The deep-sea biosphere: Constraints and implications

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John Baross
School of Oceanography
University of Washington

Wednesday, October 28, 1998
3:00 p.m.—Pacific Forum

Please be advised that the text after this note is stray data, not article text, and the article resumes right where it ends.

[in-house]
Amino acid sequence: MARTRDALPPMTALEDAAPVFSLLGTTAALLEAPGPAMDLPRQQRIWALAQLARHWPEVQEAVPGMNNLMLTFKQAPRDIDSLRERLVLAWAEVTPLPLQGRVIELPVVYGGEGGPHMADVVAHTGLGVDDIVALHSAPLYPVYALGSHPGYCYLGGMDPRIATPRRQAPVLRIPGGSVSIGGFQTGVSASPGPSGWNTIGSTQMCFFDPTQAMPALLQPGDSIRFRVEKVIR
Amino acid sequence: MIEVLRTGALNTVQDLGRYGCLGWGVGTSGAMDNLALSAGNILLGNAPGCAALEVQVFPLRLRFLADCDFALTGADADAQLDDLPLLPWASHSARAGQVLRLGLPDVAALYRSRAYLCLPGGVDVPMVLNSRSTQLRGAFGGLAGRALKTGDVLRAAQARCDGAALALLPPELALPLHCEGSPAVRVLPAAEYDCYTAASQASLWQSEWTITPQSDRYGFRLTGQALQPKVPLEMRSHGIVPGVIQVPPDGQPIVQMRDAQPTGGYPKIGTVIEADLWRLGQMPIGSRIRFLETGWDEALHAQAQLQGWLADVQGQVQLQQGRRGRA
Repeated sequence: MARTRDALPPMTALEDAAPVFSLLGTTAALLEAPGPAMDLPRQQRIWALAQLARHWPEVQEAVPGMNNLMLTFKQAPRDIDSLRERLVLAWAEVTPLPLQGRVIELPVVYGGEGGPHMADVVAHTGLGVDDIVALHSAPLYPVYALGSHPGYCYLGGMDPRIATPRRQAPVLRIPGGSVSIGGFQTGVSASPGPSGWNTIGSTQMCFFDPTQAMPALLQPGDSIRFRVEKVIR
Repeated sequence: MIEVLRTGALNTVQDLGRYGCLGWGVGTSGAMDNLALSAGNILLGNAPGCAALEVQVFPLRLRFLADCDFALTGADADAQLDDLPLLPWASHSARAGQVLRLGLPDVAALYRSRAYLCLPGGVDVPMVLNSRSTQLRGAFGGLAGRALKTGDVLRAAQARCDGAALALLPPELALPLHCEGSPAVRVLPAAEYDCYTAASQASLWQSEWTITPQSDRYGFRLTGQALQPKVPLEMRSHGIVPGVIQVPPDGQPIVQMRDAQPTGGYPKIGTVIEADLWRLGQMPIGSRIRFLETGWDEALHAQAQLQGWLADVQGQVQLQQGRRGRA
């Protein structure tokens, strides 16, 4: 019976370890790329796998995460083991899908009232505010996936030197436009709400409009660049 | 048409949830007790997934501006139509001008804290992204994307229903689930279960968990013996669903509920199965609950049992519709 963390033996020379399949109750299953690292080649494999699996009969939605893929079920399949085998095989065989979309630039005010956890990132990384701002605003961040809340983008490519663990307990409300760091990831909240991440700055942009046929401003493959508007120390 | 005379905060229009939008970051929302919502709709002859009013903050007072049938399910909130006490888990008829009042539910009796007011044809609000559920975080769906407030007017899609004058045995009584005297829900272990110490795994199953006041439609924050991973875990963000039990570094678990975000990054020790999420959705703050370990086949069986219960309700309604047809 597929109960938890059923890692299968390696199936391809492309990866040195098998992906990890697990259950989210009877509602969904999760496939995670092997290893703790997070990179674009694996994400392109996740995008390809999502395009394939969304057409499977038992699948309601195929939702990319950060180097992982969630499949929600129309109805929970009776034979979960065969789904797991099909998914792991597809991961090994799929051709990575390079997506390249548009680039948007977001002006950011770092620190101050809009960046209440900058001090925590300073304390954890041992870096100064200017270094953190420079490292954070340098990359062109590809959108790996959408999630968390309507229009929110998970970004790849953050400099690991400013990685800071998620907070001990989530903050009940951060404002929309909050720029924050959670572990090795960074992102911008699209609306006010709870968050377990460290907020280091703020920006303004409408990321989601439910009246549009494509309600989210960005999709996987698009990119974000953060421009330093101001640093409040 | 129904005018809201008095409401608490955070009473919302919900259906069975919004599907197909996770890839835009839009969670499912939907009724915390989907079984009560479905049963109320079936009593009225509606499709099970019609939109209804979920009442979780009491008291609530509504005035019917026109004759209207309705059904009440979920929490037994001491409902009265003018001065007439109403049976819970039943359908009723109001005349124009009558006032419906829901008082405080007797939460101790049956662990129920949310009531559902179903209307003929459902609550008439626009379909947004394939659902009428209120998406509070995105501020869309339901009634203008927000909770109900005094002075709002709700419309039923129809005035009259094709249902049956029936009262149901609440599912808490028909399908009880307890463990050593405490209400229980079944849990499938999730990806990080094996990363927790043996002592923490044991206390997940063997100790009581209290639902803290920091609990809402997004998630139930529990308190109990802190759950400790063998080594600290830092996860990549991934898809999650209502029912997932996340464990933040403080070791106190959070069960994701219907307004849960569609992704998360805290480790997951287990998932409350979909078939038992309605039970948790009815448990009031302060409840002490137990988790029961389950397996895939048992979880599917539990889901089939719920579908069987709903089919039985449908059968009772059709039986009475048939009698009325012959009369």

The isolation of hyperthermophiles (microorganisms that grow at 90C and above) from both deep-sea (< 2 km) subseafloor fluids immediately following a volcanic eruption and from diffuse flow vent fluids associated with stable hydrothermal vents indicates the existence of a deep-sea, subsurface microbial biosphere. These organisms are apparently growing in the porous, extrusive layers of the crust that reach depths of greater than 500 m below the deep-sea floor. Moreover, models from seismic data indicate that cracking may occur at depths exceeding 6,000 m in the crust. The physical and chemical properties of the subseafloor environment put constraints on the metabolic versatility and physiologies of the microbial communities. These constraints can be used to identify microorganisms uniquely adapted to the subseafloor. Hyperthermophiles isolated from plume fluid following the North Gorda Ridge eruption can grow both heterotrophically and autotrophically and over a wide temperature range. The evidence suggests that subsurface environments associated with hydrothermal systems can support microbial life in the absence of nutrients derived from photosynthesis. These findings have implications for understanding the earliest microbial communities on earth and potential life on other hydrothermally active solar bodies.

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